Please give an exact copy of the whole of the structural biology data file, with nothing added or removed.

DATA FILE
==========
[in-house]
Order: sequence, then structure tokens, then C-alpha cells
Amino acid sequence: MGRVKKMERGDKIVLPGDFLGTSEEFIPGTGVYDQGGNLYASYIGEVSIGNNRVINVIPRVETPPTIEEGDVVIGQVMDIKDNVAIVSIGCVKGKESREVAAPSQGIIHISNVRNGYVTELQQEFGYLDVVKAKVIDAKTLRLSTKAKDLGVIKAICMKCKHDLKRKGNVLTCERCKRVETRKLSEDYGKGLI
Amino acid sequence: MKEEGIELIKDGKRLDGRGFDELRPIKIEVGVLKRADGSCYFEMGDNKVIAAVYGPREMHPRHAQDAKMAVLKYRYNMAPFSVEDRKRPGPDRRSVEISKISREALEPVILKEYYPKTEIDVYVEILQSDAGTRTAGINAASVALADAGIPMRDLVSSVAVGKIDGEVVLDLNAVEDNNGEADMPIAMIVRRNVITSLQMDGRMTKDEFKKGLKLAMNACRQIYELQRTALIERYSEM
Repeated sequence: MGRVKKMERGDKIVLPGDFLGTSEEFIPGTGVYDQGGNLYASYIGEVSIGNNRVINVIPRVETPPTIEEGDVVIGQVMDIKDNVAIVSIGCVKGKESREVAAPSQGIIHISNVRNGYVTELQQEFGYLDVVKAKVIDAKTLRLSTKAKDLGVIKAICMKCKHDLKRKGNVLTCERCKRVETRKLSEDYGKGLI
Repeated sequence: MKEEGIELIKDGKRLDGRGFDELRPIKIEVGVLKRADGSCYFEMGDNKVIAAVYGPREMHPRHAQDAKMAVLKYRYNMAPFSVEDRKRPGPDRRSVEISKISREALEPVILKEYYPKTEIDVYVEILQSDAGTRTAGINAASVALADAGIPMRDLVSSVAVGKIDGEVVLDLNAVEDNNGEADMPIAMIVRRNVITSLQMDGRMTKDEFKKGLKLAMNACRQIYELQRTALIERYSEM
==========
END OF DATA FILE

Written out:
[in-house]
Order: sequence, then structure tokens, then C-alpha cells
Amino acid sequence: MGRVKKMERGDKIVLPGDFLGTSEEFIPGTGVYDQGGNLYASYIGEVSIGNNRVINVIPRVETPPTIEEGDVVIGQVMDIKDNVAIVSIGCVKGKESREVAAPSQGIIHISNVRNGYVTELQQEFGYLDVVKAKVIDAKTLRLSTKAKDLGVIKAICMKCKHDLKRKGNVLTCERCKRVETRKLSEDYGKGLI
Amino acid sequence: MKEEGIELIKDGKRLDGRGFDELRPIKIEVGVLKRADGSCYFEMGDNKVIAAVYGPREMHPRHAQDAKMAVLKYRYNMAPFSVEDRKRPGPDRRSVEISKISREALEPVILKEYYPKTEIDVYVEILQSDAGTRTAGINAASVALADAGIPMRDLVSSVAVGKIDGEVVLDLNAVEDNNGEADMPIAMIVRRNVITSLQMDGRMTKDEFKKGLKLAMNACRQIYELQRTALIERYSEM
Repeated sequence: MGRVKKMERGDKIVLPGDFLGTSEEFIPGTGVYDQGGNLYASYIGEVSIGNNRVINVIPRVETPPTIEEGDVVIGQVMDIKDNVAIVSIGCVKGKESREVAAPSQGIIHISNVRNGYVTELQQEFGYLDVVKAKVIDAKTLRLSTKAKDLGVIKAICMKCKHDLKRKGNVLTCERCKRVETRKLSEDYGKGLI
Repeated sequence: MKEEGIELIKDGKRLDGRGFDELRPIKIEVGVLKRADGSCYFEMGDNKVIAAVYGPREMHPRHAQDAKMAVLKYRYNMAPFSVEDRKRPGPDRRSVEISKISREALEPVILKEYYPKTEIDVYVEILQSDAGTRTAGINAASVALADAGIPMRDLVSSVAVGKIDGEVVLDLNAVEDNNGEADMPIAMIVRRNVITSLQMDGRMTKDEFKKGLKLAMNACRQIYELQRTALIERYSEM